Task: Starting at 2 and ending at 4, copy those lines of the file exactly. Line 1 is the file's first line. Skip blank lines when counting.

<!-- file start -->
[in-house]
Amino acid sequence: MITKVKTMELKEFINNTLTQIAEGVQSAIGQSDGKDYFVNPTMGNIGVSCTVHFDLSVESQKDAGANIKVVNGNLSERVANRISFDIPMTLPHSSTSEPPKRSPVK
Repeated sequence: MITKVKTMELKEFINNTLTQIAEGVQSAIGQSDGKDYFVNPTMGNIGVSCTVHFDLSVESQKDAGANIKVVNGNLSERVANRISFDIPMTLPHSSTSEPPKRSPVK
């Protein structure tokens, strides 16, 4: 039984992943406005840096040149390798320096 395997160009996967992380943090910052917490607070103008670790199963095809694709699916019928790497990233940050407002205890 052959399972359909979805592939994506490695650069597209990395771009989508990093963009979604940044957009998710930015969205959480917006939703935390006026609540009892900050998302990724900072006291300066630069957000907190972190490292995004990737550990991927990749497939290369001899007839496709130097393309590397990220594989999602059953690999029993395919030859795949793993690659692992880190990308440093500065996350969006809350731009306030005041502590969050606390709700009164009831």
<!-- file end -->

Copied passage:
Amino acid sequence: MITKVKTMELKEFINNTLTQIAEGVQSAIGQSDGKDYFVNPTMGNIGVSCTVHFDLSVESQKDAGANIKVVNGNLSERVANRISFDIPMTLPHSSTSEPPKRSPVK
Repeated sequence: MITKVKTMELKEFINNTLTQIAEGVQSAIGQSDGKDYFVNPTMGNIGVSCTVHFDLSVESQKDAGANIKVVNGNLSERVANRISFDIPMTLPHSSTSEPPKRSPVK
């Protein structure tokens, strides 16, 4: 039984992943406005840096040149390798320096 395997160009996967992380943090910052917490607070103008670790199963095809694709699916019928790497990233940050407002205890 052959399972359909979805592939994506490695650069597209990395771009989508990093963009979604940044957009998710930015969205959480917006939703935390006026609540009892900050998302990724900072006291300066630069957000907190972190490292995004990737550990991927990749497939290369001899007839496709130097393309590397990220594989999602059953690999029993395919030859795949793993690659692992880190990308440093500065996350969006809350731009306030005041502590969050606390709700009164009831």